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Japanese startup IntegriCulture dreams of feeding world with cheap meat fresh from the lab


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The Culnet System developed by agriculture startup IntegriCulture Inc. is displayed in Tokyo in March. | COURTESY OF INTEGRICULTURE INC. / VIA KYODO

Yuki Hanyu won’t put a time frame on it, but believes the day will come when the world’s burgeoning population will be able to eat its fill of meat — and all without a single animal being slaughtered.

It was with this bold vision that Hanyu, co-founder and CEO of startup IntegriCulture Inc., quit his job as a corporate researcher five years ago to join the ranks of entrepreneurs around the world taking on the still formidable challenge of moving synthetic meat from the lab to the dinner table.


“Cultured meat has been appearing in a lot of sci-fi animation series, but it doesn’t exist in our daily lives. So I thought I would take it on,” said Hanyu, 34, who has a doctorate in chemistry from Oxford University.

Given a growing and developing world population, demand for meat is expected to rise globally, creating both supply and climate change challenges.

But while this has already spurred interest in pseudo-meats made from plants and protein-rich insects, Hanyu is looking for ways to make it practical to mass-produce so-called cultured meat, a material grown from cells in labs that remains far too costly for the average consumer.

Global beef consumption is estimated to reach 72.5 million tons in 2028, up 17 percent from the average from 2015 to 2018, a report by the Agriculture, Forestry and Fisheries Ministry’s Policy Research Institute said in March. Pork consumption is predicted to reach 130.8 million tons and chicken 116.1 million tons, up 16 percent and 24 percent, respectively.

After earning his doctorate, Hanyu worked as a researcher at Tohoku University and then at Toshiba Corp.’s Corporate Research and Development Center before co-founding his company with a colleague in Tokyo in 2015.

Its doors opened for business just two years after a “lab-grown” hamburger with a 140-gram cultured beef patty developed by a Dutch researcher attracted worldwide attention when it was served at a tasting event in London. The headlines partly focused on the fact that it cost some £250,000 (¥33.9 million) to produce.

Hanyu says the key to addressing the cost hurdle facing cell culture technology has been finding a way to artificially produce the growth hormones needed to stimulate cell growth rather than using prohibitively expensive naturally produced hormones.

“Originally, growth factors are made by organs inside the body, so we tried to ‘reproduce’ the internal system in which organs make growth hormones and cells interact with each other,” said Hanyu.

“For example, we make a pseudo-liver by culturing liver cells in a tank, then connect them with other ‘organs’ through ‘blood vessels,’ namely, tubes.”

Since being installed at its office last November, the laboratory-scale system, which has already been patented, has undergone repeated trial runs.

But while Hanyu believes the cost of producing a kilogram of cultured meat can be reduced to as little as ¥200 in theory, the firm’s process still costs about ¥20,000 to ¥200,000 per kilogram, depending on the type of cells used.

“I have no idea when we will realize this, but the key is how we will be able to increase the system in size and improve its efficiency.”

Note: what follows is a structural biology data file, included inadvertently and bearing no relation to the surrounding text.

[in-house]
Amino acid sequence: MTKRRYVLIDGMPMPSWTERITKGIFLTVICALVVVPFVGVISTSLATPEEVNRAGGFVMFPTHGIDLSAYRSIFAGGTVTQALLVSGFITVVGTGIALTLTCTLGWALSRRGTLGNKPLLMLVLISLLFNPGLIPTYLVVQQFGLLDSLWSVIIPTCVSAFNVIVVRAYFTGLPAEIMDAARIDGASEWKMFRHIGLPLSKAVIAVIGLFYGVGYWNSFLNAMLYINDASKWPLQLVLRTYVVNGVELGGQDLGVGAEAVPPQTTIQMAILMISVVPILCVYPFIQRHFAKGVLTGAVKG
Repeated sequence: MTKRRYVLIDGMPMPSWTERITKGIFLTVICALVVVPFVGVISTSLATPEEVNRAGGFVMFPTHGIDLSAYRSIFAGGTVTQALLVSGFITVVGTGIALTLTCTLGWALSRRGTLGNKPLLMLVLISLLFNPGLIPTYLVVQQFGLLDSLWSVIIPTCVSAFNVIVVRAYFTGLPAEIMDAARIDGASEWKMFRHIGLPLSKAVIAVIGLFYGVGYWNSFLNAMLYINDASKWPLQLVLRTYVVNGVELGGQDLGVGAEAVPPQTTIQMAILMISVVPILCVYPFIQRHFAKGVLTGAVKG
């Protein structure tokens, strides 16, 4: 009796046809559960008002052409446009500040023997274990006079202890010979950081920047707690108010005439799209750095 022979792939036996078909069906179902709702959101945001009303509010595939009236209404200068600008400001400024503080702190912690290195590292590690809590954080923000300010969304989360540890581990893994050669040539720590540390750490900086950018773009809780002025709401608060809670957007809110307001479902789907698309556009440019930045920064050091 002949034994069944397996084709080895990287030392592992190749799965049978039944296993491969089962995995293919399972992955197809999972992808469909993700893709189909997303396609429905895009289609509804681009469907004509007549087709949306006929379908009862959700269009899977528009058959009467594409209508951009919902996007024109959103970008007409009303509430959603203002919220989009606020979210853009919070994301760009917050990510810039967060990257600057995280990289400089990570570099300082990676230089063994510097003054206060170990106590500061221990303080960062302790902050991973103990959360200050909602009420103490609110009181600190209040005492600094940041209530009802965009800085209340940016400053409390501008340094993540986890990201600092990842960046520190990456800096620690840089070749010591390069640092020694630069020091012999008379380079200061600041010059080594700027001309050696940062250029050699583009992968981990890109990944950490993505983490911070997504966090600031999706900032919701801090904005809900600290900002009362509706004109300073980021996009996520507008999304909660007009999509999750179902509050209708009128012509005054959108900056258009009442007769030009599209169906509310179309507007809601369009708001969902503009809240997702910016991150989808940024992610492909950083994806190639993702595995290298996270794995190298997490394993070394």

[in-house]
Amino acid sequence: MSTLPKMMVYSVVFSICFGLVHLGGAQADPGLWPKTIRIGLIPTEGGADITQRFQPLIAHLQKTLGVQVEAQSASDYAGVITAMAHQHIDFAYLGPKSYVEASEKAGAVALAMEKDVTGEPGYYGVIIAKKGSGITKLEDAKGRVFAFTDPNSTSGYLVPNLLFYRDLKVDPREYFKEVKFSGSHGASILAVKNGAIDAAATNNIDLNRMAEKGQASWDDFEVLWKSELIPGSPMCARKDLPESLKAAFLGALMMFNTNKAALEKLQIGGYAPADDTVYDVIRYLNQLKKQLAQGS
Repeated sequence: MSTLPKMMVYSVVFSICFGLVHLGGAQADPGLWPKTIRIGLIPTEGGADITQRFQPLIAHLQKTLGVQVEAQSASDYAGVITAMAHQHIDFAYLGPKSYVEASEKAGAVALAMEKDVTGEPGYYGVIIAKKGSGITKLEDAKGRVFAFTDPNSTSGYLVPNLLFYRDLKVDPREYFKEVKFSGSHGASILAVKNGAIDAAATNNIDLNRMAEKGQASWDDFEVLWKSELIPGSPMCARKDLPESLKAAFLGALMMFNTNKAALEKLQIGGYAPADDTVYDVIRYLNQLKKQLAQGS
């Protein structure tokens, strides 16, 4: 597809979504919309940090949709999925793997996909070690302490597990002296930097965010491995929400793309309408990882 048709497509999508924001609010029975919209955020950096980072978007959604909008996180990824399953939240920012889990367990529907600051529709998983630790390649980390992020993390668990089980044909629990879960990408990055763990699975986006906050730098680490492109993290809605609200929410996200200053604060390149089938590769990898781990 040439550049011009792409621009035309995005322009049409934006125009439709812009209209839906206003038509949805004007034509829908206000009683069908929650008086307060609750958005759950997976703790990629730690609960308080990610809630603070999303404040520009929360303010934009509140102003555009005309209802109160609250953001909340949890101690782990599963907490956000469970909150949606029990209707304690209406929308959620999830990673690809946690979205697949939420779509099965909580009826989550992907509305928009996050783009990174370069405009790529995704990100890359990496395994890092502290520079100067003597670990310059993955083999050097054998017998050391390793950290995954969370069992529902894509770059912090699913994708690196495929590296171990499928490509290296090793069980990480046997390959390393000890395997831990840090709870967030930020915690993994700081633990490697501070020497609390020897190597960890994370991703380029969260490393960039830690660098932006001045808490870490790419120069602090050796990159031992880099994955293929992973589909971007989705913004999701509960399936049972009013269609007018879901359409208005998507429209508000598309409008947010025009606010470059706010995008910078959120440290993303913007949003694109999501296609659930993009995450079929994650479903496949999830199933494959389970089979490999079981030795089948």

Another major issue is the unmeat-like appearance and lack of texture under current technology. Hanyu admits cultured beef is “no more than a mass of cells, or meat paste.”

In cooperation with a research team from Tokyo Women’s Medical University, the company has begun a study to determine how to create fiber or intramuscular fat inside cultured meat.

Hanyu believes global expectations for mass producing cultured meat are high, not only from the viewpoint of food shortages but also environmental conservation.

On a calorific basis, over a third of all farm products in the world are consumed as livestock feed, and over 80 percent of all cropland is used for the livestock industry in one way or another, according to reports by European and American researchers cited by IntegriCulture.

“The impact made by eating meat on the global environment is huge,” said Hanyu.

The company believes it is technologically possible to produce any kind of meat, including pork, chicken and even fish, and has set a goal of selling “cultured foie gras” to restaurants by 2021 and mass merchandising it by 2023.

Hanyu’s company is far from alone in its ambitions. In March, for instance, Nissin Foods Holdings Co., the instant noodle maker known for its signature product Cup Noodle, announced it had succeeded in creating a diced steak about 1 cubic centimeter in volume from cow muscle cells.

Japanese stock farmers are also trying to enter the field. Meat producer Toriyama Chikusan Shokuhin Co. established a partnership with San Francisco-based Just Inc. last year aiming to bring cultured wagyu to the global market in the future.

But Hanyu has an even bigger dream, which is to see his synthetic products one day being made and eaten in outer space.

Many believe that if human life is ever to become sustainable on other planets, it will be essential to come up with methods to supply some foods on the spot. The focus among experts in some countries has been on the potential of cultured plants or algae.

Hanyu said, however, that cultured plants are an “imperfect source” of protein, let alone a basis for a “satisfying” diet.

His company, he said, is already working with Tokyo Women’s Medical University and the Japan Aerospace Exploration Agency (JAXA) on a project to cultivate animal cells together with algae.


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